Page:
The $143 billion plan aims to close a $1.3 billion budget deficit without raising taxes, while adding new cash for economic development and education, including $25 million to support new full-day pre-kindergarten programs in high-risk districts and $20 million to fund extended school days or school years.
Cuomo also outlined billions in new spending to rebuild homes and infrastructure devastated by Hurricane Sandy — which would be covered by federal dollars, he said.
That includes money to rebuild hundreds of miles of roadway, establish fuel reserves and repair and harden the subway systems.
“People need help today,” said Cuomo, who stressed that he'd rather invest more money now to build well then be forced to rebuild again after the next storm.
Cuomo also threatened a new round of school spending cuts if the city does not reach a deal on a teacher evaluation system.
The Bloomberg administration and the United Federation of Teachers union failed to come to an agreement on the evaluations by Cuomo's original deadline last week, costing the city as much as $450 million in education funding.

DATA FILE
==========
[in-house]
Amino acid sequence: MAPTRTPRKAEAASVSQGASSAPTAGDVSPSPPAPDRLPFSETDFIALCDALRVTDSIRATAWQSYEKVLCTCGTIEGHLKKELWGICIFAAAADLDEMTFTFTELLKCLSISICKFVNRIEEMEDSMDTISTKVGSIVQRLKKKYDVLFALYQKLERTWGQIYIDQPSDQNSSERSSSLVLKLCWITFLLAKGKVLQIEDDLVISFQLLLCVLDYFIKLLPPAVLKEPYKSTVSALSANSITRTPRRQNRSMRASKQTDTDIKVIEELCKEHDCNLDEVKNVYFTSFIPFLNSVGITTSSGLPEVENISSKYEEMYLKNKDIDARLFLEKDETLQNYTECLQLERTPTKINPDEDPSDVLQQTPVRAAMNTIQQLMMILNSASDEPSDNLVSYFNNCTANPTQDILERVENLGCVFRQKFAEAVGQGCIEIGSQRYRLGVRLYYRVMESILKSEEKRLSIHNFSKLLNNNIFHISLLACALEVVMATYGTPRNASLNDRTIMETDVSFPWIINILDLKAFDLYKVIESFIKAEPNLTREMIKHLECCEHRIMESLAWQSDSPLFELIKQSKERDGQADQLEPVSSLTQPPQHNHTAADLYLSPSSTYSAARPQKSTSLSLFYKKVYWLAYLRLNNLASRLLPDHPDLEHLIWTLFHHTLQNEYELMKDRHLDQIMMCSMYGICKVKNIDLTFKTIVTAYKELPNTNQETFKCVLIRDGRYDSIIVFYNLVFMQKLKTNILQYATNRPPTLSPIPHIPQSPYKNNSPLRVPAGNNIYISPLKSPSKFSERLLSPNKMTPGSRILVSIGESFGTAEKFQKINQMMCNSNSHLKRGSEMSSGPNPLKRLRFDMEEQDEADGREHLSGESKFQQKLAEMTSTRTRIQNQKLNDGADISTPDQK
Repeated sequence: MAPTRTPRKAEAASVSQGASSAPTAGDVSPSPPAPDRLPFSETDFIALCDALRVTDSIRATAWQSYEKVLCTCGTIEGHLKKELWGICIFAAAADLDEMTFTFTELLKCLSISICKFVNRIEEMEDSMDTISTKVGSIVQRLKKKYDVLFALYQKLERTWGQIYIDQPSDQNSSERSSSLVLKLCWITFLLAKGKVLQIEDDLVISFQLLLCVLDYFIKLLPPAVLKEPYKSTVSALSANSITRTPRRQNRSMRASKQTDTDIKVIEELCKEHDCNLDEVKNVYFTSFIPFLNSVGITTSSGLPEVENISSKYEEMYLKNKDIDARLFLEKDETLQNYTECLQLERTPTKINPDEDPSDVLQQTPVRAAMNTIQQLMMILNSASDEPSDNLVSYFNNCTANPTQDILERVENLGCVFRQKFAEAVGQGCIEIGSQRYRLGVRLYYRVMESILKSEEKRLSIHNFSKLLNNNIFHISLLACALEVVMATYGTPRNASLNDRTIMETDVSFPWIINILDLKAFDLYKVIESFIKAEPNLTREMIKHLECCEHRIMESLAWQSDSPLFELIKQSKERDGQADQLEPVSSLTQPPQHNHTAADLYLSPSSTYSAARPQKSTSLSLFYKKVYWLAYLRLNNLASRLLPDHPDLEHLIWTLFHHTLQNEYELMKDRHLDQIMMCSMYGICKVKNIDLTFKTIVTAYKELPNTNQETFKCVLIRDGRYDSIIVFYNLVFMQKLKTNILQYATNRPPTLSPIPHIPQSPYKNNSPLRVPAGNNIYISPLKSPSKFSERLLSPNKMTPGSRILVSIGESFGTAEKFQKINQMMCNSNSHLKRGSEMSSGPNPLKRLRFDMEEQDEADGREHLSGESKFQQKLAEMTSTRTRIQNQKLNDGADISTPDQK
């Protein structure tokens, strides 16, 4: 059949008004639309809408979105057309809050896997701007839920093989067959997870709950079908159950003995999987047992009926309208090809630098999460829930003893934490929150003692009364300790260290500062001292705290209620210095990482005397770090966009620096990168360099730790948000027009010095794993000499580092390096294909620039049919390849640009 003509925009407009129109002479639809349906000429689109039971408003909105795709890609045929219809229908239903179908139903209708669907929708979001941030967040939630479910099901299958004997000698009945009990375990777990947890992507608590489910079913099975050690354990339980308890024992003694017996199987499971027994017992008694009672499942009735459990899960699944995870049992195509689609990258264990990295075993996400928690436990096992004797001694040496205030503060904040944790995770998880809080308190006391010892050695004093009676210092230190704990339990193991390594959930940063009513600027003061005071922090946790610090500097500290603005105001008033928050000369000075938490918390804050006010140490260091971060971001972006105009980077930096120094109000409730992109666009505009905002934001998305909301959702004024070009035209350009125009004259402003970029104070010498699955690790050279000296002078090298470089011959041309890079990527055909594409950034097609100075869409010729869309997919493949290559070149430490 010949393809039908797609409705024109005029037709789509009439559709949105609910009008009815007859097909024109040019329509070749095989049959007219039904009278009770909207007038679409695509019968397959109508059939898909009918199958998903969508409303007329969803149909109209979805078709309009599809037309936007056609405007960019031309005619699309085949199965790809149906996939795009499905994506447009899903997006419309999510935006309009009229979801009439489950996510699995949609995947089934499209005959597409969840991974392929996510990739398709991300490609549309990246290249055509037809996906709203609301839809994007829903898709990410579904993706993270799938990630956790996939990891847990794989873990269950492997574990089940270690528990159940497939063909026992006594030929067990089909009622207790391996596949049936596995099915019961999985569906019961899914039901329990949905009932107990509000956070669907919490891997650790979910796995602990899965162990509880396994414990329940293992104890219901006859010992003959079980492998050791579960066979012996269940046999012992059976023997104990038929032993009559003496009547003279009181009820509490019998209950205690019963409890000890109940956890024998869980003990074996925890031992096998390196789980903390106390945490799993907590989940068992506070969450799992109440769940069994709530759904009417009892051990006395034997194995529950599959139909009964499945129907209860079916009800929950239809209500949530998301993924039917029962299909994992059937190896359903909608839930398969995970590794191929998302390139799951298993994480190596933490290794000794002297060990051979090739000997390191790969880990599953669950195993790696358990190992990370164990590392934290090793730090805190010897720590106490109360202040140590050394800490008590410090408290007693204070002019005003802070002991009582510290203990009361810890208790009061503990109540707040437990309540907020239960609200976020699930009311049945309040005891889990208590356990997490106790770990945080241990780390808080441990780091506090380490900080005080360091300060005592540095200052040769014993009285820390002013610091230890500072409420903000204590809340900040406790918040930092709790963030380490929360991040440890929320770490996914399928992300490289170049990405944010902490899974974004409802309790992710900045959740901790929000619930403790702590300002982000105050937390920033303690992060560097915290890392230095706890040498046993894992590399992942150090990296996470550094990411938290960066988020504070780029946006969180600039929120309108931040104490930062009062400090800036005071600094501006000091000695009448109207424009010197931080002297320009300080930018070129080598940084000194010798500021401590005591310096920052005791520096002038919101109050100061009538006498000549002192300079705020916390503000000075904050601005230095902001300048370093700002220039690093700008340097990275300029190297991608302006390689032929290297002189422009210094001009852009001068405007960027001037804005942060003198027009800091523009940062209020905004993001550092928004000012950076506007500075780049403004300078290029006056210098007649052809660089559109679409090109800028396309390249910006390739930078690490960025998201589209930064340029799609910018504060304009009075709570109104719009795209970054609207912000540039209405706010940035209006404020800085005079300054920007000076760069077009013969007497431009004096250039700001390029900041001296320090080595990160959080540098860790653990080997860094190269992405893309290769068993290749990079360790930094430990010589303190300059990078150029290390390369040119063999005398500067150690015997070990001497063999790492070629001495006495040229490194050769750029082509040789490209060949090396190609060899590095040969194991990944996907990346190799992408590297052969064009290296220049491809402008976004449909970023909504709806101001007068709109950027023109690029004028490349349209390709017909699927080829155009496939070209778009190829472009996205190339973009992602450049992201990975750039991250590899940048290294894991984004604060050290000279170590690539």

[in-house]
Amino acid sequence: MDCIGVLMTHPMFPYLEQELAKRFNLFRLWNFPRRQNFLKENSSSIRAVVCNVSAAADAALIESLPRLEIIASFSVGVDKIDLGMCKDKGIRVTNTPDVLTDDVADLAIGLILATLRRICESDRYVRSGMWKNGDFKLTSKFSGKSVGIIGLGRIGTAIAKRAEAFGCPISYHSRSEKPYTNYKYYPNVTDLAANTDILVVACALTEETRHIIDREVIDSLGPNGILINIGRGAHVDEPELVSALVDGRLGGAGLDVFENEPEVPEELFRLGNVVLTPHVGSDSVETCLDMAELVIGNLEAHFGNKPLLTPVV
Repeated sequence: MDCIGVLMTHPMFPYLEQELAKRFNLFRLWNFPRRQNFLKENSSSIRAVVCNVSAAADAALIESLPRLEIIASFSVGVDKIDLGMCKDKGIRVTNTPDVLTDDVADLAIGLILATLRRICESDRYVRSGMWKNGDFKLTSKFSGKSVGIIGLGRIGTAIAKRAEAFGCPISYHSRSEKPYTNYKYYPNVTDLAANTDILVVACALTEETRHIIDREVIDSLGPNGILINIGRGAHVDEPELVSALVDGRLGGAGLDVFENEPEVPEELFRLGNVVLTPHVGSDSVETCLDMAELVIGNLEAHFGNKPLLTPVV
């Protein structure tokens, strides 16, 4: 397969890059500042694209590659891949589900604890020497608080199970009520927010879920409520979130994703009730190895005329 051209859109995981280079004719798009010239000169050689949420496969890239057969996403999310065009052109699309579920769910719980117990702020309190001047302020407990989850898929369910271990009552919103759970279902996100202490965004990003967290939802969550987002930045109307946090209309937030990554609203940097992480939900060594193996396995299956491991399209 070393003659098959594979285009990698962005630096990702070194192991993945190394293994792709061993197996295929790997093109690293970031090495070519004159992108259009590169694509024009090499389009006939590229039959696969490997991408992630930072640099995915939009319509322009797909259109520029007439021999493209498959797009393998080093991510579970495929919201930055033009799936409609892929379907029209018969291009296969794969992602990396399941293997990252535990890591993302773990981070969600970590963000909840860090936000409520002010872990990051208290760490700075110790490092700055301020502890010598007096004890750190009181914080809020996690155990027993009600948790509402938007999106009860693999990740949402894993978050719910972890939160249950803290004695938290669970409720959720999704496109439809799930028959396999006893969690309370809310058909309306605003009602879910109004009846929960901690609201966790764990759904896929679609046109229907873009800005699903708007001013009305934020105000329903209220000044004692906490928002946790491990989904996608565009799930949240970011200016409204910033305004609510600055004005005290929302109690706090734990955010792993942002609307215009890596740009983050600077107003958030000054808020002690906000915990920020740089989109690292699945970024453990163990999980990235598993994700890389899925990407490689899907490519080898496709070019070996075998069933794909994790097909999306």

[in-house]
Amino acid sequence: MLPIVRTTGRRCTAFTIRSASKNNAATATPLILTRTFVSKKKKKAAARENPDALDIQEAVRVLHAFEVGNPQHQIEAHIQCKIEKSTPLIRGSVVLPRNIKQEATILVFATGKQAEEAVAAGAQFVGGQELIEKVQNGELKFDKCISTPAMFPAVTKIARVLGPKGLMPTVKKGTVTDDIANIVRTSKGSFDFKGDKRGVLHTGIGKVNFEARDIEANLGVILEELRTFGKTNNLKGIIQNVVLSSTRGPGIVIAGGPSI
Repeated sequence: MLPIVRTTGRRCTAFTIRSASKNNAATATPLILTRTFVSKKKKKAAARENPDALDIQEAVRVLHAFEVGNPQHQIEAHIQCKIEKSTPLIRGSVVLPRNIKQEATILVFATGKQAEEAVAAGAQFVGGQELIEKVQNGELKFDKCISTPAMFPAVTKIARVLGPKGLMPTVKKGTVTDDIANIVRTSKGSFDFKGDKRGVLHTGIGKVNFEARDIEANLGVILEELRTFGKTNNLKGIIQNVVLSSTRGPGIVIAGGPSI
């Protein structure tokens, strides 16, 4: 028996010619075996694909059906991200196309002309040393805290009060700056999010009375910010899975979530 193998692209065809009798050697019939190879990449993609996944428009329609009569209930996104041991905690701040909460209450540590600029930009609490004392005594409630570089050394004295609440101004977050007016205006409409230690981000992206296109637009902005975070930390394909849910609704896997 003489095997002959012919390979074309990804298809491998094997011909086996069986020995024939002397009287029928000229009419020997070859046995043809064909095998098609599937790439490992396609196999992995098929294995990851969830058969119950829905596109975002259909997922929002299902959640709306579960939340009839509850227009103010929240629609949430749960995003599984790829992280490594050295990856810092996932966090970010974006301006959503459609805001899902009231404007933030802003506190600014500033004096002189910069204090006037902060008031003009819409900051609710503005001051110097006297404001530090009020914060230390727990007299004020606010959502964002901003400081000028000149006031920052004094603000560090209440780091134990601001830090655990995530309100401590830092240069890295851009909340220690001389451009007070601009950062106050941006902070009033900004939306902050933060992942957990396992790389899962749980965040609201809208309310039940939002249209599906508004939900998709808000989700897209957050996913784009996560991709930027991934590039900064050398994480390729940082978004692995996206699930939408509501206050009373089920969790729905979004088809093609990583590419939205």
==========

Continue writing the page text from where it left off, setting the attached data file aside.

Now, Cuomo is threatening to withhold another $220 million in school funding to the city unless it fully implements a teacher evaluation system by Sept. 1, 2013.
In Tuesday's speech, Cuomo also provided new details on proposals introduced during his State of the State speech.
He said building three new casinos upstate to draw tourists dollars would bring in an estimated $150 million in revenue — which "could be one of our best economic development weapons," he said.
He also outlined plans to boost the minimum wage from $7.25 to $8.75 an hour, effective July 1, 2013. The increase would affect more than 700,000 workers, boosting wages by more than $1 billion per year, he said.
As for cost-cutting, Cuomo proposed shuttering two more state prisons, including the Bayview Correctional Facility, a medium-security women's prison at the corner of West 20th Street and Eleventh Avenue, which was vacated during Sandy.
The move would eliminate some 432 beds and save the state nearly $20 million in 2013-14, Cuomo said.
“It's not right. We can't afford it,” added Cuomo, who said it costs $74,000 a year to house an inmate at the prison — more than double the state's $34,000 average.